Ronald Reagan burst onto the national political scene in 1964 with a televised address on behalf of conservative Republican candidate Barry Goldwater. This was not a good time for conservative Republicans. Polls showed Goldwater trailing incumbent Lyndon Johnson by a huge margin. The nation was awash in nostalgia for Kennedy's New Frontier and enthusiasm for Johnson's Great Society. When the election was over the Republican party was in shambles. Johnson won by a landslide. Ronald Reagan, however, not only survived the debacle, but emerged as an established, conservative leader. Time magazine called Reagan's televised address on behalf of Goldwater "the one bright spot in a dismal campaign."
Reagan was no stranger to seemingly dismal situations. His childhood was marked by poverty, an alcoholic father and a long-suffering, "do-gooder" mother. Despite this, Reagan early on embraced an optimistic outlook that often defied the reality around him. In time, his rosy perspective and faith in better days ahead would win over legions.
The youngest of John and Nelle Reagan's two sons, Ronald Reagan was born on February 6, 1911 in Tampico, Illinois. When Ronald -- his family called him "Dutch" -- was nine, the Reagans moved to nearby Dixon. What little money John Reagan earned as a shoe salesman was often squandered on his drinking binges. As an adult, Reagan would say of his boyhood, "We didn't live on the wrong side of the tracks, but we lived so close to them we could hear the whistle real loud." But the future president appeared to gain wisdom from his meager beginnings, later reporting, "...I learned the real riches of rags."
Reagan's mother, Nelle, instilled in her son her belief in the essential goodness of all people and the importance of religious devotion. She encouraged Ron to participate in Disciples of Christ church activities and doctrine. Young Ron was especially drawn to the sect's strict abhorrence to alcohol. Not yet a teenager, Reagan honed his public speaking skills drumming up support for Prohibition.
From an early age, it was clear that Ronald Reagan loved to perform. As a young boy he participated in church skits. In high school he studied drama (along with playing football) and starred in several well-received school plays. His love of the stage developed further at nearby Eureka College. Reagan was particularly drawn to moralistic dramas featuring heroes who, against great odds, prevail by being true to their core values. In Reagan's view of the world, heroes were important and necessary.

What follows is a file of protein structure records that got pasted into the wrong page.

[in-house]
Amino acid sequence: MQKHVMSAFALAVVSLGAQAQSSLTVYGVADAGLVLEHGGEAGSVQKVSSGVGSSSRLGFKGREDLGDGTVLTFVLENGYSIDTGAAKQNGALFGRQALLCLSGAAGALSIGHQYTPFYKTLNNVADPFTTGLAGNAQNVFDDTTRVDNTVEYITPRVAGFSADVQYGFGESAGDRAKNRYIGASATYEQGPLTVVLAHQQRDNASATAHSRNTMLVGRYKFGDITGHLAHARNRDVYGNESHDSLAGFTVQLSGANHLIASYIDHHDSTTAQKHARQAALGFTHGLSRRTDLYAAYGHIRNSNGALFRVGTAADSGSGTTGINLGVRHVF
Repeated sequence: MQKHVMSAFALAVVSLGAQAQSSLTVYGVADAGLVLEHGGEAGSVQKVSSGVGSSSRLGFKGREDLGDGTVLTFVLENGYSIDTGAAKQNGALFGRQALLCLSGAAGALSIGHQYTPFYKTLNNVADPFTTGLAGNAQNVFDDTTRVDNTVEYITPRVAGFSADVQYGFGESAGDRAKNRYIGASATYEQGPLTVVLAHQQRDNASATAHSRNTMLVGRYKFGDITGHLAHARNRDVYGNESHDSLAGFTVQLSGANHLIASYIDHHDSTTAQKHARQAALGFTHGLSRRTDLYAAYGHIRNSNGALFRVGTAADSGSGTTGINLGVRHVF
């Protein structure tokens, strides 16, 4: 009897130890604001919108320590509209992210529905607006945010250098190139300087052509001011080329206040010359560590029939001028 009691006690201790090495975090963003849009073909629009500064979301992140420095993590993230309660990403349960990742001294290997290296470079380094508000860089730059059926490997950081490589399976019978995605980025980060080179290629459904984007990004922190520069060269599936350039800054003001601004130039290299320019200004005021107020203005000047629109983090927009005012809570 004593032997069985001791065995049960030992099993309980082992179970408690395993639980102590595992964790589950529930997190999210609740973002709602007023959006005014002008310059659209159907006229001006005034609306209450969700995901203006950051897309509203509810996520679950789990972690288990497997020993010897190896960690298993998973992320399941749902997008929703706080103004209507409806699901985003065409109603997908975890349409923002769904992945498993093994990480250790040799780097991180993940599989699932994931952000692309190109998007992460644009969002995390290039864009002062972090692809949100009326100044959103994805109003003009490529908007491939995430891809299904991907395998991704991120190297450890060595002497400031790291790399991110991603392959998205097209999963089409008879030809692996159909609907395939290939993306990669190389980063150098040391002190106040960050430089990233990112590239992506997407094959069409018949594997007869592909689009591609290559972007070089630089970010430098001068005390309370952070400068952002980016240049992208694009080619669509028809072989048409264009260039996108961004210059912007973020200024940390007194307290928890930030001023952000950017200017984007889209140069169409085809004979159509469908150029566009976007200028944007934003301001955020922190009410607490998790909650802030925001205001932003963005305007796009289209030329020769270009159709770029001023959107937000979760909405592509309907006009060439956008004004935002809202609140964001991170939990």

During his teenage years, Reagan's summer months were spent as a lifeguard on the banks of the Rock River. It was a role that allowed him to shine. All day, seven days a week, Reagan -- lean, tall, and tan -- would command center stage at Lowell Park. From 1927 through 1932, Reagan pulled 77 people from the perils of the swift Rock River current.
Following college graduation, Reagan landed a job as a radio announcer at WOC in Davenport, Iowa and later at WHO in Des Moines. He quickly realized he was in a position "...of getting into a new industry and riding it to the top." An often repeated tale of Reagan's radio days recounts how he delivered "play-by-play broadcasts" of Chicago Cubs baseball games he had never seen. His flawless recitations were based solely on telegraph accounts of games in progress.
On a 1937 trip to California to cover baseball spring training, Reagan took a screen test for Warner Brothers film studios. It led to his first part in a Hollywood movie. The role seemed tailor-made for Reagan -- he played a radio announcer in Love Is on the Air. From then on, Reagan carved a niche for himself in grade-B movies. The characters he played tended to be upstanding, wholesome Americans, much like himself. Upon seeing her son on screen for the first time, Nelle Reagan proclaimed, "That's my boy...that's my Dutch. That's the way he is at home."
Of the more than 50 films Reagan appeared in, two stand apart. In Knute Rockne -- All American, he was cast as George Gipp, who implored Knute Rockne to "win just one for the Gipper." Reagan delivered what he considered to be his finest performance as Drake McHugh in the 1941 film, King's Row. Shocked to discover he has had his legs amputated by a vengeful surgeon, Reagan, as McHugh, exclaims, "Where's the rest of me?" Reagan later used that line as the title of his autobiography, perhaps indicating ambitions beyond the silver screen.